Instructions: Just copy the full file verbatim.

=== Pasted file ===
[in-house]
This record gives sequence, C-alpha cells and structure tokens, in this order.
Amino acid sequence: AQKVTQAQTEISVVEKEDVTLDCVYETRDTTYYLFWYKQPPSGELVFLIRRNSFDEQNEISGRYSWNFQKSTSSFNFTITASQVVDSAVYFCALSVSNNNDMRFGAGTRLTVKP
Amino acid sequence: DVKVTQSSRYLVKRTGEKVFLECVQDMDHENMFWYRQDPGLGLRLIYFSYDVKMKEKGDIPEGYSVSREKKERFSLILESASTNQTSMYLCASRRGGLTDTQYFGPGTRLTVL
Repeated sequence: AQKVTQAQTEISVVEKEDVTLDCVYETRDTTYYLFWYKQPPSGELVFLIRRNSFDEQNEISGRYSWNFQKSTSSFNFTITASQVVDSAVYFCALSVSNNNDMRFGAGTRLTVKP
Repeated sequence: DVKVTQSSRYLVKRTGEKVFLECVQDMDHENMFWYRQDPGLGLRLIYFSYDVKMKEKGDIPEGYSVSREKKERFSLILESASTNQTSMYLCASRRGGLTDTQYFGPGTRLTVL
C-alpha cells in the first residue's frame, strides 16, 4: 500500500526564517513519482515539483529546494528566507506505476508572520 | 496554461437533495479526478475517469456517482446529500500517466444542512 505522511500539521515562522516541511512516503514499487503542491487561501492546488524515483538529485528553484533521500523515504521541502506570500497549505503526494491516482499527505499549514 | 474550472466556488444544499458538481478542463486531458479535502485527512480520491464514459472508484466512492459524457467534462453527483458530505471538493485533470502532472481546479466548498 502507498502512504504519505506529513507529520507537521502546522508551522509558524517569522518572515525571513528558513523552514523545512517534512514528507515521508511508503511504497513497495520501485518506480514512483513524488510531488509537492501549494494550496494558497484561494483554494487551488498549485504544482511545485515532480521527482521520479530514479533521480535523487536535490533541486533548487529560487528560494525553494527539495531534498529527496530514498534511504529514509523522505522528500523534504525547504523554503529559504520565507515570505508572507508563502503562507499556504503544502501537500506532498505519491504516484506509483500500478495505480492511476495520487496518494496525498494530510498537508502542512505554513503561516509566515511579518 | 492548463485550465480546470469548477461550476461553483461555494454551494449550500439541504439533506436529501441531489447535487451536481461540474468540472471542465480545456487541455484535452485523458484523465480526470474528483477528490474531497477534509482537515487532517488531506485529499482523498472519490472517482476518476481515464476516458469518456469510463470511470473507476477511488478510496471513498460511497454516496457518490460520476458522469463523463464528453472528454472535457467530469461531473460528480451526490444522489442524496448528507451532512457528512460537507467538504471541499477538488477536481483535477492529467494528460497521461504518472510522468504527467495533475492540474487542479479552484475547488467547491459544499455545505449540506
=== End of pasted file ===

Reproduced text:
[in-house]
This record gives sequence, C-alpha cells and structure tokens, in this order.
Amino acid sequence: AQKVTQAQTEISVVEKEDVTLDCVYETRDTTYYLFWYKQPPSGELVFLIRRNSFDEQNEISGRYSWNFQKSTSSFNFTITASQVVDSAVYFCALSVSNNNDMRFGAGTRLTVKP
Amino acid sequence: DVKVTQSSRYLVKRTGEKVFLECVQDMDHENMFWYRQDPGLGLRLIYFSYDVKMKEKGDIPEGYSVSREKKERFSLILESASTNQTSMYLCASRRGGLTDTQYFGPGTRLTVL
Repeated sequence: AQKVTQAQTEISVVEKEDVTLDCVYETRDTTYYLFWYKQPPSGELVFLIRRNSFDEQNEISGRYSWNFQKSTSSFNFTITASQVVDSAVYFCALSVSNNNDMRFGAGTRLTVKP
Repeated sequence: DVKVTQSSRYLVKRTGEKVFLECVQDMDHENMFWYRQDPGLGLRLIYFSYDVKMKEKGDIPEGYSVSREKKERFSLILESASTNQTSMYLCASRRGGLTDTQYFGPGTRLTVL
C-alpha cells in the first residue's frame, strides 16, 4: 500500500526564517513519482515539483529546494528566507506505476508572520 | 496554461437533495479526478475517469456517482446529500500517466444542512 505522511500539521515562522516541511512516503514499487503542491487561501492546488524515483538529485528553484533521500523515504521541502506570500497549505503526494491516482499527505499549514 | 474550472466556488444544499458538481478542463486531458479535502485527512480520491464514459472508484466512492459524457467534462453527483458530505471538493485533470502532472481546479466548498 502507498502512504504519505506529513507529520507537521502546522508551522509558524517569522518572515525571513528558513523552514523545512517534512514528507515521508511508503511504497513497495520501485518506480514512483513524488510531488509537492501549494494550496494558497484561494483554494487551488498549485504544482511545485515532480521527482521520479530514479533521480535523487536535490533541486533548487529560487528560494525553494527539495531534498529527496530514498534511504529514509523522505522528500523534504525547504523554503529559504520565507515570505508572507508563502503562507499556504503544502501537500506532498505519491504516484506509483500500478495505480492511476495520487496518494496525498494530510498537508502542512505554513503561516509566515511579518 | 492548463485550465480546470469548477461550476461553483461555494454551494449550500439541504439533506436529501441531489447535487451536481461540474468540472471542465480545456487541455484535452485523458484523465480526470474528483477528490474531497477534509482537515487532517488531506485529499482523498472519490472517482476518476481515464476516458469518456469510463470511470473507476477511488478510496471513498460511497454516496457518490460520476458522469463523463464528453472528454472535457467530469461531473460528480451526490444522489442524496448528507451532512457528512460537507467538504471541499477538488477536481483535477492529467494528460497521461504518472510522468504527467495533475492540474487542479479552484475547488467547491459544499455545505449540506